10 Movie Santas That Put All Others To Shame
Photo: Columbia Pictures
As the calendar indicates, now’s about the time that Santa Claus is comin’ to town. And try as we might, we cannot not avoid that flurry of Christmas movies that are unwrapping themselves across our favorite television networks. Because we seem to know his every move, every angle of him, and even his milk and cookie schedule, taking on the role of Santa Claus must be daunting for an actor. It’s much more than just the red suit and the beard. It’s the responsibility of getting everyone’s favorite uninvited houseguest right. Giving audiences something beyond what they’ll see at any department store or any Christmas pageant come December is an absolute must.
Decade after decade, we have seen many versions of the fabled St. Nick on the big screen. In some, he is classically jolly. Some give him an unpredictable edge. But in most of them, the fate of Christmas is placed squarely in his hands, and as he holds onto our imagination, we are up for whatever journey he’s willing to take to see its successful outcome. As for the mortals who only put on a Santa suit as part of their own personal rite of passage, they are welcome additions to the Kringle Klub. Here, were remember the ten best movie Santa’s ever.
The 10 Best Movie Santas
10. Robert Brian Wilson, Silent Night, Deadly Night (1984)
This ‘80s slasher film is a tinsel-wrapped nightmare with a maniac in a Santa suit running amok. Witnessing the murder of your parents at the hands of a Santa-clad criminal is bad enough. Couple that with being raised from then on in a Catholic orphanage by a tyrannical nun and you’ve got yourself a recipe for homicidal rage. Silent Night, Deadly Night is probably not many moviegoers’ favorite Christmas movie or their favorite horror flick, but Robert Brian Wilson makes a memorable madman; a teenager turned monster turned Santa. The film was savaged by critics for its coupling of blood and guts with Christmas. You don’t need to be devout to know that that should be left entirely for Easter.
9. John Call, Santa Claus Conquers the Martians (1964)
Back in the ‘60s, on film and television, martians were a scourge. For whatever reason, these otherworldly neighbors became reliable antagonists in one narrative after the next. It was only a matter of time before their evildoing would extend to messing with Christmas. Though the title Santa Conquers the Martians A) is a spoiler in itself, and B) turns out to be just a bit misleading, the film nonetheless is a classic example of the period’s low grade sci-fi schlock that may get jeers from critics. But it has become a cult favorite for the rest of us. As Santa, John Call keeps his merry cool despite his abduction to a hostile planet that thankfully does not include one of those naughty orifice probes that alien captors are known for.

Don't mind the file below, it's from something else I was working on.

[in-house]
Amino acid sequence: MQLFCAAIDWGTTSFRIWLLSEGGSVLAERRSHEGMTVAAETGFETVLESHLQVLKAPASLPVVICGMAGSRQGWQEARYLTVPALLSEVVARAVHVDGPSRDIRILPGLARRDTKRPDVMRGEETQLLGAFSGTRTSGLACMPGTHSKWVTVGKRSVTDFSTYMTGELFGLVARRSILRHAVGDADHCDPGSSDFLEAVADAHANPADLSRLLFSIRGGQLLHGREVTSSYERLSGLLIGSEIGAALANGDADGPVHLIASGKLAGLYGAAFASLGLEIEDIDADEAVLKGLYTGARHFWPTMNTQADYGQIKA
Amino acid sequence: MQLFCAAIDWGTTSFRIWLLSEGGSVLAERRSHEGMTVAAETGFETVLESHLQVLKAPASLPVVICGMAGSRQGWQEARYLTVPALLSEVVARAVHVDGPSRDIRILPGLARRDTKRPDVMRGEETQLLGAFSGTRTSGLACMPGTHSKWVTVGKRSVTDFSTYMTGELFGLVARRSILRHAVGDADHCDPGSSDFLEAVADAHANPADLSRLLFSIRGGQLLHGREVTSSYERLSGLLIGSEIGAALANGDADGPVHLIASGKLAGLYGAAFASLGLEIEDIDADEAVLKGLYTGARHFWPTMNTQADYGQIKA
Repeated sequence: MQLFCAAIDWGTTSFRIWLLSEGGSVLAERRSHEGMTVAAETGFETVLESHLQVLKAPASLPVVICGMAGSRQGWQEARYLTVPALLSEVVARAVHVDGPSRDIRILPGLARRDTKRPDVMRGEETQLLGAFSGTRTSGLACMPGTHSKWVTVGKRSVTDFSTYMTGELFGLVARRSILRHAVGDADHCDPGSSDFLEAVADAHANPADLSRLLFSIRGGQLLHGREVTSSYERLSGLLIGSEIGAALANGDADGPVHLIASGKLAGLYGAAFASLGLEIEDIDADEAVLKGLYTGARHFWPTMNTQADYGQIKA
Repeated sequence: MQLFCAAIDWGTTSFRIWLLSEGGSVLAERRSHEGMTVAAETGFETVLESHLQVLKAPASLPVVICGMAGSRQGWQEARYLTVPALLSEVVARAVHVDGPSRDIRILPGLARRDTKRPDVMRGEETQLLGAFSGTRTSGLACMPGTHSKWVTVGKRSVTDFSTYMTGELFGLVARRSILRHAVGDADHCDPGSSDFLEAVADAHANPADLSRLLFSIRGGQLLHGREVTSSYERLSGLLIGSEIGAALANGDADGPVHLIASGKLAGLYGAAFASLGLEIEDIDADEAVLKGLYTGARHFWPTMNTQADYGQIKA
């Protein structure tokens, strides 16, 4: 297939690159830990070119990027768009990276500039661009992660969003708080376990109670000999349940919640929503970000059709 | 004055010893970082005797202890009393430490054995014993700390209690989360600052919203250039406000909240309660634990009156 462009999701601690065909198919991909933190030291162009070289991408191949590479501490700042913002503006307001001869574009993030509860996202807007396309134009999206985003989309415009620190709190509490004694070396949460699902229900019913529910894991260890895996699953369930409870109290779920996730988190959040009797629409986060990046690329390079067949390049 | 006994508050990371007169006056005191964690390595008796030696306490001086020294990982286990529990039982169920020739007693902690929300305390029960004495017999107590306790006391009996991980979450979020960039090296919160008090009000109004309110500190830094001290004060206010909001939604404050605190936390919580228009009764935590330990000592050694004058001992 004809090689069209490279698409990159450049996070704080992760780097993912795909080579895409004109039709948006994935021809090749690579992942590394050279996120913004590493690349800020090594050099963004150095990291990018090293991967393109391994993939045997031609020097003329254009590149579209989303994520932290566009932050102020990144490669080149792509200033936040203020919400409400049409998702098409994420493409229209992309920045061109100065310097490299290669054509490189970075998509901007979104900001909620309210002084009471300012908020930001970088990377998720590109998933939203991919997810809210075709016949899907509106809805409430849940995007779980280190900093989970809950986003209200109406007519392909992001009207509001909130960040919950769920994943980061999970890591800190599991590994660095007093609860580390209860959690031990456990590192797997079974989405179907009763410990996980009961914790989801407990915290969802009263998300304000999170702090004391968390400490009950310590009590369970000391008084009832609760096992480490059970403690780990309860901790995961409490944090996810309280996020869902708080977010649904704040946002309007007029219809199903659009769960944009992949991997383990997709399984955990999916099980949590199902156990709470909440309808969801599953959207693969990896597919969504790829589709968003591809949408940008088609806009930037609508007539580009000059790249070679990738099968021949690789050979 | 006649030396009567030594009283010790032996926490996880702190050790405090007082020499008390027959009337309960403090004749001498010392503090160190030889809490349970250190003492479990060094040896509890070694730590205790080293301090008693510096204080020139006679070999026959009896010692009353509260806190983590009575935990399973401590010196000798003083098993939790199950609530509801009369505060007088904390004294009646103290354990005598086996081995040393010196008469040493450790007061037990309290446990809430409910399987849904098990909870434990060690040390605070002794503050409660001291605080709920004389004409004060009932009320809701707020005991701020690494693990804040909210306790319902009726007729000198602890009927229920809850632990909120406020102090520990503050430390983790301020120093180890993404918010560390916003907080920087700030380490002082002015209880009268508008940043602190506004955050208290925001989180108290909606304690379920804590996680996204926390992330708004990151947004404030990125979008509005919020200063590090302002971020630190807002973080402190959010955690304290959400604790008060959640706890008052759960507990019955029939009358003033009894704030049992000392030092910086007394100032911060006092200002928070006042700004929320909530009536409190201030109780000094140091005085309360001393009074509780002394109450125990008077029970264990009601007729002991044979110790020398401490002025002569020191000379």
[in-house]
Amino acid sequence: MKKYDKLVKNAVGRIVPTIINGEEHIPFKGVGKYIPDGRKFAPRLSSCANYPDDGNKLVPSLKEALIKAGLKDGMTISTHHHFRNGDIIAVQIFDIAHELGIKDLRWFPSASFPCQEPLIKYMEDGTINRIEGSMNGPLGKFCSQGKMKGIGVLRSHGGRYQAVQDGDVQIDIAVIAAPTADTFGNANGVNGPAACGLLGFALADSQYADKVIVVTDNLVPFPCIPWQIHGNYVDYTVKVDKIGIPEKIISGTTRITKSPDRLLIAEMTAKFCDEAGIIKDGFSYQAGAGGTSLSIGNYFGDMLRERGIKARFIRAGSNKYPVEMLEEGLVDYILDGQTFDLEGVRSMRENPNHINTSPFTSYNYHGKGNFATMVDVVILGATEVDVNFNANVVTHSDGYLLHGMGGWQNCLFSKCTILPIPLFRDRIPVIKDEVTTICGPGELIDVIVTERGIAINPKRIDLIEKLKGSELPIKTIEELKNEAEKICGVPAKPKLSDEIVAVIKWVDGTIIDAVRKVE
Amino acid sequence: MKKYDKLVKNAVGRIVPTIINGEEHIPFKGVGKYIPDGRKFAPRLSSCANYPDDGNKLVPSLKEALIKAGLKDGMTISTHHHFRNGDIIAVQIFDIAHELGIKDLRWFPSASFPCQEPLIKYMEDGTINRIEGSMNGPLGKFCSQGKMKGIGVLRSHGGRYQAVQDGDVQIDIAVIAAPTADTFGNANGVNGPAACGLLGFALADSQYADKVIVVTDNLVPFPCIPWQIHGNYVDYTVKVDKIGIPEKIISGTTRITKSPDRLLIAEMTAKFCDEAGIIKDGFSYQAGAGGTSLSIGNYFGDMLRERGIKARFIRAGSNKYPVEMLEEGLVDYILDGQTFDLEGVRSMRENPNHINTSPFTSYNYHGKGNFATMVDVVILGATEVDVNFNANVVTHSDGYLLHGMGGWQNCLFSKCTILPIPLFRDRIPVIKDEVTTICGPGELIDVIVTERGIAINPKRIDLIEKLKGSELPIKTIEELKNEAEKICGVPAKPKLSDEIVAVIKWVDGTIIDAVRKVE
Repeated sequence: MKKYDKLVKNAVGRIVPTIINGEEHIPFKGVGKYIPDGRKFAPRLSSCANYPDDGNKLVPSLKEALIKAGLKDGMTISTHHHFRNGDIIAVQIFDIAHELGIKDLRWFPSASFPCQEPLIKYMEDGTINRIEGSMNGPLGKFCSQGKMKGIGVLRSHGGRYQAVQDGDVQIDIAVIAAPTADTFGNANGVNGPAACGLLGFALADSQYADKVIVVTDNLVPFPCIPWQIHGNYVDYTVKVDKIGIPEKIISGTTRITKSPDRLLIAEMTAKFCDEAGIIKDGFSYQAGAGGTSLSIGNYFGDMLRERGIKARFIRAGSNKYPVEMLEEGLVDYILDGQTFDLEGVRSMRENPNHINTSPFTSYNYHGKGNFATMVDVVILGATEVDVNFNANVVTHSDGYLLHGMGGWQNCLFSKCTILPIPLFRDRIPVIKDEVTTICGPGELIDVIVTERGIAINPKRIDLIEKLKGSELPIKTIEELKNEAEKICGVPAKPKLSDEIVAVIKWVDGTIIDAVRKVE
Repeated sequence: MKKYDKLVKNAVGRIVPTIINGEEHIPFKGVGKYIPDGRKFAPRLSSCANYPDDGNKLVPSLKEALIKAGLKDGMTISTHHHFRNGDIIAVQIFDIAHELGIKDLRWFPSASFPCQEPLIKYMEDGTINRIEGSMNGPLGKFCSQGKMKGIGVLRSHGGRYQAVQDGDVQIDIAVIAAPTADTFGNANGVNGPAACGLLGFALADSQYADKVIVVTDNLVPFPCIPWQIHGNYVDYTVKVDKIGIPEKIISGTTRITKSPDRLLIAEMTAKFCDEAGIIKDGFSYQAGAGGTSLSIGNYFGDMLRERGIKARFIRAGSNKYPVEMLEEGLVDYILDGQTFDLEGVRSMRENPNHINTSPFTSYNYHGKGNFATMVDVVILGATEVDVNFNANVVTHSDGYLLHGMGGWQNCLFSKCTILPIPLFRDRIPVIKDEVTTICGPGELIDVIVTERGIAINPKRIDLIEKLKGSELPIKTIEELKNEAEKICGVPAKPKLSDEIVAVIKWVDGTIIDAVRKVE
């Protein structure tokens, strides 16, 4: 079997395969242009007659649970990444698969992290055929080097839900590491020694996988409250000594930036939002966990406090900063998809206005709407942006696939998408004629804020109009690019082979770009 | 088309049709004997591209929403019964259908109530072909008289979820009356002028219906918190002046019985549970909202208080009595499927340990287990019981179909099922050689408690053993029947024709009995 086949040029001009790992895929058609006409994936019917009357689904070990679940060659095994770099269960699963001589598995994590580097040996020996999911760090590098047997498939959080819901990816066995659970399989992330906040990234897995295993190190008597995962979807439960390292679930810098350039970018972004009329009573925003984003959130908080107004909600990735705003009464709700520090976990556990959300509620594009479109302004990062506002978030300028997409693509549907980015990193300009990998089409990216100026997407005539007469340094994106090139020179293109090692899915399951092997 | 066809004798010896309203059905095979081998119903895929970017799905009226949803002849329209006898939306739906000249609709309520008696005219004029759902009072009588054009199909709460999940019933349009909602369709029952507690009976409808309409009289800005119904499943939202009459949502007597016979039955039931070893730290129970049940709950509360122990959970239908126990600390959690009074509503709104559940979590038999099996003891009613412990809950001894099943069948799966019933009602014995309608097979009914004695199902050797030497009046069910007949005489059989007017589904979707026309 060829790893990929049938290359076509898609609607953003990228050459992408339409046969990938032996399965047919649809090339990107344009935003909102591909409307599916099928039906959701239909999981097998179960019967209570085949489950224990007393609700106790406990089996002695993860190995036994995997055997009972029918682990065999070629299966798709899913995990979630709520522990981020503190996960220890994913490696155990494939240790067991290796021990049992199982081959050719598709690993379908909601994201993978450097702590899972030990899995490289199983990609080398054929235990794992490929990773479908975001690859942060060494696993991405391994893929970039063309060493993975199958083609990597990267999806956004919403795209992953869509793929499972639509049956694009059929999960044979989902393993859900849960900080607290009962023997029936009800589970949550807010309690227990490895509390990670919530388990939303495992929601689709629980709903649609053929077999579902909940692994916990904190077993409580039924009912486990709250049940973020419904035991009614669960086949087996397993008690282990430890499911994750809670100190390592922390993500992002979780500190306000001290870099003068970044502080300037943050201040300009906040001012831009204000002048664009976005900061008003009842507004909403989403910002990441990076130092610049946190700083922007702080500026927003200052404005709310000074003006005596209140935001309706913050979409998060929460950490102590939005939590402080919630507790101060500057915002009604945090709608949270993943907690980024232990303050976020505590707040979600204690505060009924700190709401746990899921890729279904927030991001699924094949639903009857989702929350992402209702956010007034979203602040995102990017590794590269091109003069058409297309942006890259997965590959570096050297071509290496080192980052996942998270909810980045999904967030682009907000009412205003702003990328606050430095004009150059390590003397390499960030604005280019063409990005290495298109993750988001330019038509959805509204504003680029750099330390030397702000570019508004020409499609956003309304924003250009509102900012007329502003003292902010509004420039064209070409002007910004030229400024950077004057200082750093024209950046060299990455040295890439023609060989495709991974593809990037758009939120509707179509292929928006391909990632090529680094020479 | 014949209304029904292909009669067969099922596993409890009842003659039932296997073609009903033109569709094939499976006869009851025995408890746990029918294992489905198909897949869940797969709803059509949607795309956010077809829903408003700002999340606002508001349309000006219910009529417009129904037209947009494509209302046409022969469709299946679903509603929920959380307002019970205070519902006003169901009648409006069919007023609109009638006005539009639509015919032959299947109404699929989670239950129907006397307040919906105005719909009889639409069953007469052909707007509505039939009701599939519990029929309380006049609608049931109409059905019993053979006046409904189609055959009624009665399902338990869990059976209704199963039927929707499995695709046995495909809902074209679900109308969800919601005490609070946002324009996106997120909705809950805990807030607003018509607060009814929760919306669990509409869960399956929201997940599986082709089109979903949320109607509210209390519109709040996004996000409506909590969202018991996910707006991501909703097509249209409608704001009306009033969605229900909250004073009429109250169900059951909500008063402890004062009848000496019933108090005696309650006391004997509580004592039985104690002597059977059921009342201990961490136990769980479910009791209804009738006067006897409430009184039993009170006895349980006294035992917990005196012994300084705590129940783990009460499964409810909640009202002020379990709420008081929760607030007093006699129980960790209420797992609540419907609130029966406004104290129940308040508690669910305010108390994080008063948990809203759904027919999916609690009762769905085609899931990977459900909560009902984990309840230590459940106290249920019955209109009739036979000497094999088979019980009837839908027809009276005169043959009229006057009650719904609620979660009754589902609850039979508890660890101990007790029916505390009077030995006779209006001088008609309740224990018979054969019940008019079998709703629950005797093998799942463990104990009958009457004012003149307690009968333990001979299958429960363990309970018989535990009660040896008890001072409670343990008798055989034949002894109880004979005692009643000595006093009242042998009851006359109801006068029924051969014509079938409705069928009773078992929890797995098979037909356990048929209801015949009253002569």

8. Edward Asner, Elf (2003)
In Elf, Buddy the elf — played with rapt enthusiasm by Will Ferrell — finds out he is actually a human, even though his comparative gigantism should have clued him in earlier. He leaves his beloved home at the North Pole for New York City to find his real father, which leads to all kinds of hilarious trouble. This is indeed a Christmas movie, which, like the month of December itself, meets its end with a visit from Santa Claus. Ed Asner’s St. Nick carries a crestfallen attitude along with his sackful of toys because of all the Christmas nonbelievers out there, particularly in a cynical Big Apple. That whips Buddy into action to prove to Santa that the Christmas spirit is still alive and well and just needs the right amount of encouragement — elven or otherwise – to bare itself.
7. Jeff Gillen, A Christmas Story (1983)
He appears only briefly, but it’s an important role nonetheless, particularly since the holiday is part of the film’s title. A department store Santa seems like a thankless job, and nowhere is that reinforced more clearly than with Jeff Gillen’s portrayal in A Christmas Story. Our hero Ralphie is on a mission to receive a BB gun for Christmas, but when the idea is shot down by everyone that matters, a visit with Santa Claus is his last hope. What Ralphie’s starstruck eyes don’t see is that this St. Nick is merely a clock-watching hourly employee with little time left to go on his shift — and even less patience for the enraptured tots still lined up to pay him a visit. Flanked by two equally irritated elves, Santa’s response to Ralphie turns out to be the last thing the eager boy wants to here, and is capped off with the cruelest “Chutes and Ladders”-esque descent imaginable.
6. Billy Bob Thornton, Bad Santa (2003)